Breast milk is best for your baby.

Health Canada, the Canadian Paediatric Society, and the Dietitians of Canada recommend that you exclusively breastfeed your baby for the first 6 months and that you continue to breastfeed for up to 2 years or longer along with complementary foods.

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Child development stages

Every child is unique, and children don’t all reach key development milestones at the same time. Development is measured in three key areas: motor development, social development, and communication (language). Knowing what development stages to expect can help you as a parent to create a stimulating environment for your child.

 Motor developmentSocial developmentLanguage development
1 to
2 years
  • Gets from sitting to standing position on his own
  • Takes his first steps
  • Can throw a ball
  • Can drink from a cup
  • Stacks items or places them into a container
  • Dances (or waddles!) to the sound of music
  • Plays alongside other children, but not necessarily with them
  • Eats with the family and feeds himself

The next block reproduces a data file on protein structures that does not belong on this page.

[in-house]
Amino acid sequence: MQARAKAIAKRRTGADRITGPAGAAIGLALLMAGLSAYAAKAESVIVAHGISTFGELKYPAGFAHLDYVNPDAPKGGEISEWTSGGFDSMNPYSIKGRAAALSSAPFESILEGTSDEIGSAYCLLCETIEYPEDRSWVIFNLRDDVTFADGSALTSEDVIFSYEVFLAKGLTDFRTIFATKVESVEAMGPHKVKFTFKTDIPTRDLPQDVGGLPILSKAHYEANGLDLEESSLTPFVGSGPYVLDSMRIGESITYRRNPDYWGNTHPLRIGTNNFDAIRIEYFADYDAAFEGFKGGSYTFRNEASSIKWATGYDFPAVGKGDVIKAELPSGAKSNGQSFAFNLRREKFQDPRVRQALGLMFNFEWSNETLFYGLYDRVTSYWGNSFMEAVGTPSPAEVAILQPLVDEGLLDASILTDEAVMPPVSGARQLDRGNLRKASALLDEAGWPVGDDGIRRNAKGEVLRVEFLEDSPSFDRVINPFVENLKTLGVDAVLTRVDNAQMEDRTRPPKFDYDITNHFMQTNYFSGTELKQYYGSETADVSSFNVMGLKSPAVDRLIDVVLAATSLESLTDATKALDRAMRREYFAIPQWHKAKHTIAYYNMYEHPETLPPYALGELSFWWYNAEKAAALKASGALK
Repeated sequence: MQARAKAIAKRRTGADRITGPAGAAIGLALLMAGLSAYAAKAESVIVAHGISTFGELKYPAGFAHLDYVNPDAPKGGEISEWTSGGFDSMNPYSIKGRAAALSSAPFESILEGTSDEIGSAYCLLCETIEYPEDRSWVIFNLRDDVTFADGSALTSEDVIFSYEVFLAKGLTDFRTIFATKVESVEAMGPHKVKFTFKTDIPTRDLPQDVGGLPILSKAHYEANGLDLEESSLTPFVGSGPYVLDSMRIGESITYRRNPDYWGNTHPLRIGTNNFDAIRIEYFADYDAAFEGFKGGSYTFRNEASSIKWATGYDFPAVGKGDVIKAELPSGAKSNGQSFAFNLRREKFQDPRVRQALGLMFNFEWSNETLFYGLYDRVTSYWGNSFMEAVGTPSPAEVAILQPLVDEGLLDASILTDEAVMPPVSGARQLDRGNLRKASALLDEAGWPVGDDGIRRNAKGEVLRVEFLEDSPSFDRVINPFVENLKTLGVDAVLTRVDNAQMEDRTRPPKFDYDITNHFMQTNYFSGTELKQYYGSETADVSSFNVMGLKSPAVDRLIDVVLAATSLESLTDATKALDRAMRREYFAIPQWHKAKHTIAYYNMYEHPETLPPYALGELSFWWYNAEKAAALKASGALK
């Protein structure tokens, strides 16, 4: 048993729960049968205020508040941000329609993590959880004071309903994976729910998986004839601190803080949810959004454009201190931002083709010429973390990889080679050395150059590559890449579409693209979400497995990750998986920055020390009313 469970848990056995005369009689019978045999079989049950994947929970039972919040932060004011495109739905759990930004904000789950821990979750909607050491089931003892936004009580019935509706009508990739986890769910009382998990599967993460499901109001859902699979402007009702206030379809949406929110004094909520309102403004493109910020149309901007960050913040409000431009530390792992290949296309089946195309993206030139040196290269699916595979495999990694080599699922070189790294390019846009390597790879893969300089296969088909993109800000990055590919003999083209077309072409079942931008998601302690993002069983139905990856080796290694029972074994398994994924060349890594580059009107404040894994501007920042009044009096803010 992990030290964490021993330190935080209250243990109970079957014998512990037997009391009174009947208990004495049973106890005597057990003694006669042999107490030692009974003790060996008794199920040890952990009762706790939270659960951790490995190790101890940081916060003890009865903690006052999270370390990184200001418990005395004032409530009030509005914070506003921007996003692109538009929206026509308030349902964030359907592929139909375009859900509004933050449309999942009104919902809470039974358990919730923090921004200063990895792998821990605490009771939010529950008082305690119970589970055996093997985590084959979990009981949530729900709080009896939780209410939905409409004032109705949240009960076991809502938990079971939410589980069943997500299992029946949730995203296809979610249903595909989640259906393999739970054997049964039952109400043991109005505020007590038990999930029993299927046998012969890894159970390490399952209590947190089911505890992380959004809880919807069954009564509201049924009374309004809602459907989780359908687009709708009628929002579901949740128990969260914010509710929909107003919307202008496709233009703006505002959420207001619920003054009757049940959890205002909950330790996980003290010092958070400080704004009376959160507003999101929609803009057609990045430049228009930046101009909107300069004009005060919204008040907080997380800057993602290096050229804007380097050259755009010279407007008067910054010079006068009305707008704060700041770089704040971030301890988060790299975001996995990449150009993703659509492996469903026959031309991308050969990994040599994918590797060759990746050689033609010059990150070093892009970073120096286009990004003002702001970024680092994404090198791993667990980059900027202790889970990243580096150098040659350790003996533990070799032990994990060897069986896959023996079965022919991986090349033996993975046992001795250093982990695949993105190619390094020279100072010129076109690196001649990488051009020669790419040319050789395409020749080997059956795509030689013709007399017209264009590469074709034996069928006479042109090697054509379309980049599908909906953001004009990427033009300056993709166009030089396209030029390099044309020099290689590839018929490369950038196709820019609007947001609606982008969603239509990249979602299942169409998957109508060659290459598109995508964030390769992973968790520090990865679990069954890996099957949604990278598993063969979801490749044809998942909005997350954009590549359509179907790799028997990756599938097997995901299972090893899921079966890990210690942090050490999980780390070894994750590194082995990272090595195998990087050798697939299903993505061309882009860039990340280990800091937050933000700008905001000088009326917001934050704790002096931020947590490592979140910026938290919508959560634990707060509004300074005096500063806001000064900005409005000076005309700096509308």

• Imitates your actions
  • Can pronounce a dozen words but understands many more
  • Tries to speak in sentences, but usually incomprehensible
  • Knows many gestures, such as pointing at something he wants
2 to
3 years
  • Shows improved dexterity (can hold and draw with a crayon, eat with a fork, etc.)
  • Likes to run, jump, climb, etc.
  • Can complete simple puzzles
  • Is able to dress and undress himself to a certain extent
  • Can play alone and concentrate on one thing
  • Is more social playing alongside other children, but still doesn’t fully understand the idea of sharing
  • Likes to play pretend
  • Starts to show empathy
  • Speaks in small sentences (2-4 words)
  • Is curious and asks questions
  • Understands concepts (e.g. hot vs. cold)
  • Knows the number 2 (as in 2 of something)

Fun ways to stimulate your child’s development:

Motor activities for toddlers

  • Lay his favourite toy on the ground across the room and have him try to get to it on his own.
  • Drawing on large paper with crayons or outside with chalk.
  • Matching games with shapes.
  • Let him eat with utensils and feed himself as much as possible.

Social activities for toddlers

  • Play pretend with him or encourage him when he imitates you.
  • Help him learn how to share with toys and taking turns from a young age.

Language (speech) activities for toddlers

  • Name colours, shapes, animals, etc., and have your child repeat them.
  • Ask your toddler questions too.